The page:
Your Hair Will Give You Signs When Something Is Going On With Your Body
You probably think about your hair on a daily basis — whether you’re having a good or a bad hair day or maybe wondering whether you should try a new style from the pages of your favorite magazine. But you might be missing clues that your hair is revealing about your health. Research shows that changes in your hair’s look, texture, or thickness can be signs of underlying health conditions, like thyroid disease. Here’s how you can tell whether your hair changes are due to a health problem or genetics, starting with clue number one: Sudden changes, such as a lot of hair loss, are more likely linked to a treatable health problem than are gradual changes, such as thinning.
The next time you look in the mirror, look out for these hair symptoms.
Anyone who has watched presidential hair from campaign to campaign knows this: Stress turns hair gray. “Oxidative stress may affect pigment producing cells,” says dermatologist Paradi Mirmirani, MD, with the department of dermatology at The Permanente Medical Group in Vallejo, Calif. Dermatologists do not know exactly why trauma and stress turn hair gray for some individuals and not others, but Dr. Mirmirani explains that when your hair grays is dictated in part by your genes.
Brittle hair is one symptom of Cushing’s syndrome. But, notes Mirmirani, there are many other more obvious symptoms of this rare condition caused by excess cortisol, including high blood pressure, fatigue, and back pain. Treatment for Cushing’s syndrome may include changing the dose of medications that could be causing the condition. Other people might need surgery, chemotherapy, or radiation therapy to correct the adrenal gland’s overproduction of cortisol.
People who have the thyroid disease called hypothyroidism “might notice increased hair shedding and a change in appearance,” says Mirmirani. Hypothyroidism means your thyroid isn’t working effectively. It can change the look of your hair and cause other symptoms, such as tiredness, cold intolerance, joint pain, muscle pain, a puffy face, and weight gain. A thyroid-stimulating hormone (TSH) test will diagnose the condition, and treatment entails taking thyroid medication.
If you are suddenly noticing a lot more hair in your hairbrush or on your shower floor, this could be a sign that your body has low iron stores, or anemia, and may warrant testing. “This is another blood test we do when you complain of hair changes,” says Mirmirani. She says she is particularly likely to order this blood test for people who are vegetarian or for women who have heavy periods, both of which increase the chance that hair changes are due to low iron. Iron supplements or a change in diet to include more iron-rich foodscan help you keep your hair.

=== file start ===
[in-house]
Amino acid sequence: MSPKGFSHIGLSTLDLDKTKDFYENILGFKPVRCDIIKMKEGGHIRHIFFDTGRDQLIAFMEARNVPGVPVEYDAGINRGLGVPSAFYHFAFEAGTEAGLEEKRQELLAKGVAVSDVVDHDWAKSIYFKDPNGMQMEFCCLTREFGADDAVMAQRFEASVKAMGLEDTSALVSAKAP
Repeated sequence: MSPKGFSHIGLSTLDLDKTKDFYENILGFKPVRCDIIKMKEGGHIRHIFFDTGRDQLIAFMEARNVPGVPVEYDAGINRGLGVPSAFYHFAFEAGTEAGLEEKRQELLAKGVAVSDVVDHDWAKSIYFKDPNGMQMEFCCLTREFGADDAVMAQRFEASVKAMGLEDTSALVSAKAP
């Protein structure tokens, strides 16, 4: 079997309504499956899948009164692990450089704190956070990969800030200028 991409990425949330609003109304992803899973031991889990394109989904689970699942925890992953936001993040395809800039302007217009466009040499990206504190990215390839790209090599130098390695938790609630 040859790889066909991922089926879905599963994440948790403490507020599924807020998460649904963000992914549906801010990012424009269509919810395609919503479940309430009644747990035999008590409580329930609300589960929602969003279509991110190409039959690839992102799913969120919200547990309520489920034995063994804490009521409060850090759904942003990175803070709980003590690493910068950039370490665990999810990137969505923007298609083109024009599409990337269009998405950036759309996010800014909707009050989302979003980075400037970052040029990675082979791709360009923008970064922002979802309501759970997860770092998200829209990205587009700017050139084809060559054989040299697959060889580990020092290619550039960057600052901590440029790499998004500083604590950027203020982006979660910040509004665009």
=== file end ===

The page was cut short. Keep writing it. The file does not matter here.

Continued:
Hair shedding can also happen (temporarily) with sudden changes in estrogen levels and is often noticed after pregnancy or stopping birth control pills.
Protein is essential to building your hair, so if you don’t get enough, you may notice hair loss or thinning. Protein deficiency isn’t a problem for most Americans, says Mirmirani — all you need is one serving a day of a high-protein food, about the size of a deck of cards. But people who have gastrointestinal difficulties or who just had gastric bypass surgery may have problems digesting protein. These specialized situations will have to be managed with your doctor’s help. But most hair thinning, even in women, is likely due to genetics.
Yellow or white flakes in your hair, on your shoulders, and even in your eyebrows are a sign of seborrheic dermatitis, more commonly called dandruff. Over-the-counter specialty hair shampoos and prescription cortisones can help manage this condition. Dandruff, which can be caused by yeast on the skin or an inflammation of the skin, is usually worse in winter.
Although hair can tattle on your health conditions, Mirmirani says that patients more commonly complain about the damage done by coloring and heat-treating hair to within an inch of its life. Both heat and color leave you with brittle, dry hair that’s hard to maintain. But perhaps most importantly, highly treated hair just can’t tell you what you need to know about your health. Reference:(http://www.everydayhealth.com/skin-and-beauty-pictures/things-your-hair-says-about-your-health.aspx#01)